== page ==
Single-use plastic straws, stirrers and cotton bud sticks banned in England from today
From today it is illegal for businesses to supply single-use plastic straws, stirrers and cotton buds to customers in England as the government’s ban comes into force. The long awaited ban, which had been delayed for six months, will slow the tide of plastic polluting the UK’s beaches.
These small single-use plastic items are commonly found polluting British beaches at our annual Great British Beach Clean, but there are signs the tide is turning. In 2017 we found an average of 31 cotton bud sticks per 100m of beach, in 2019 we found just 8 per 100m on beaches in England. This reflects a movement by many companies which are looking for alternatives to single-use plastic products, and it’s making a difference.
We hope that the wider ban will have a similarly noticeable impact on the litter we see on UK beaches.
It is estimated we use 4.7 billion plastic straws, 316 million plastic stirrers, and 1.8 billion plastic-stemmed cotton buds in England every year, many of which find their way into our ocean. By banning the supply of these items, we can further protect our marine wildlife and move one step closer to eliminating avoidable plastic waste.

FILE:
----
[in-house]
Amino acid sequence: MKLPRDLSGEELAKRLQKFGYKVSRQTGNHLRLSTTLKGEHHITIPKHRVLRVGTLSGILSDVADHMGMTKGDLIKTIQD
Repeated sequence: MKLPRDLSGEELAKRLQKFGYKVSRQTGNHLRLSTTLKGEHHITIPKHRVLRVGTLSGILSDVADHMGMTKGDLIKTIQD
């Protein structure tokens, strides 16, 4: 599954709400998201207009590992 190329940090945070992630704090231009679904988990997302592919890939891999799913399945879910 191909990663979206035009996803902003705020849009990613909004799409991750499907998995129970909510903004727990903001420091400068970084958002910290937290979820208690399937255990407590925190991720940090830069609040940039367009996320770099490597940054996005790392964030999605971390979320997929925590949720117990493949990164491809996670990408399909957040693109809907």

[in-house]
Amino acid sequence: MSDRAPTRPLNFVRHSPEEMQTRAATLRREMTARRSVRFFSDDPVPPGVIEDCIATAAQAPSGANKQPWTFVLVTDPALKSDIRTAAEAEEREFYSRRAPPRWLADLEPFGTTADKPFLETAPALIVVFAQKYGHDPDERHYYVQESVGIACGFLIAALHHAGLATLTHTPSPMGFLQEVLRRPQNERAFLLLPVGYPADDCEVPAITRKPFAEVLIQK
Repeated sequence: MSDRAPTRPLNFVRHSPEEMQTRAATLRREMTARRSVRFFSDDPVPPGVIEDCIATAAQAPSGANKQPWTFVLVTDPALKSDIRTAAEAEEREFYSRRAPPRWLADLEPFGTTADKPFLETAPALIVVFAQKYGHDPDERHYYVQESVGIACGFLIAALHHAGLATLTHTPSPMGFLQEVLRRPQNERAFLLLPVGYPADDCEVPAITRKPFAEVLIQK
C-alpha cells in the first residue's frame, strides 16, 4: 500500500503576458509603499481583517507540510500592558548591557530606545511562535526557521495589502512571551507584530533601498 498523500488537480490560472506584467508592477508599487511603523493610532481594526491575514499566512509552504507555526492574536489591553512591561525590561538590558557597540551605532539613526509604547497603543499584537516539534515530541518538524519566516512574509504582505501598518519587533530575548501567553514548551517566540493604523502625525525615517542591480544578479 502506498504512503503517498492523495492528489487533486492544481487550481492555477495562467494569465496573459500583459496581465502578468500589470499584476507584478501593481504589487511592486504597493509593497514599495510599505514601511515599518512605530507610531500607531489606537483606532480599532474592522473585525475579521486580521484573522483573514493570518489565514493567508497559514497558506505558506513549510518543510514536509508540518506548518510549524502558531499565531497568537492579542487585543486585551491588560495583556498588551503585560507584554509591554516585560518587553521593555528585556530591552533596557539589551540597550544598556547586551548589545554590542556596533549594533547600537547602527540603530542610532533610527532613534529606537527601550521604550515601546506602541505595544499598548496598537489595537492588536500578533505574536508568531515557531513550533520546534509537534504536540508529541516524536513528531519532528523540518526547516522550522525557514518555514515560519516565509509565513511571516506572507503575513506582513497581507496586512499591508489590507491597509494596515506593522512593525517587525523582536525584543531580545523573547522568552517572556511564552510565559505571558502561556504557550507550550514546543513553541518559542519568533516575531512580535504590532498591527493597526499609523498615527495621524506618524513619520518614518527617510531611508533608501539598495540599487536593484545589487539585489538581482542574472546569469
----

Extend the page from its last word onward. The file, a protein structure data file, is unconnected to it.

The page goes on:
While making this important step to help the environment, disabled people and those with medical conditions will also be protected, and will be able to request a plastic straw when visiting a pub or restaurant and purchase them from pharmacies.
Plastic cotton bud sticks often find their way to the coast as a result of being disposed of incorrectly, with people opting to flush them rather than throw them in the bin. No matter where you live, your actions can, and do, have a lasting impact on the health of our seas.
Dr Laura Foster, Head of Clean Seas at the Marine Conservation Society, said:
“It’s fantastic news that the ban on plastic cotton bud sticks, stirrers and straws is now in place. The results of our annual Great British Beach Clean have shown a decrease in cotton bud sticks littering British beaches.
“In 2017 we found an average of 31 cotton bud sticks per 100 metres of beach, and in 2019 we found just eight on beaches in England. This reflects that many companies have already made the switch away from plastic, in cotton buds and other items, something we need to see more companies doing.
“Only with ambitious policy and forward-thinking brands and companies, can we truly stop the plastic tide.”
We hope the government continues to make ambitious steps to reducing plastic waste entering the ocean. It’s important that the implementation of an all-inclusive Deposit Return Scheme is prioritised; in order to turn the tide on plastic waste we must move to a circular economy, where ‘throwaway culture’ is a thing of the past.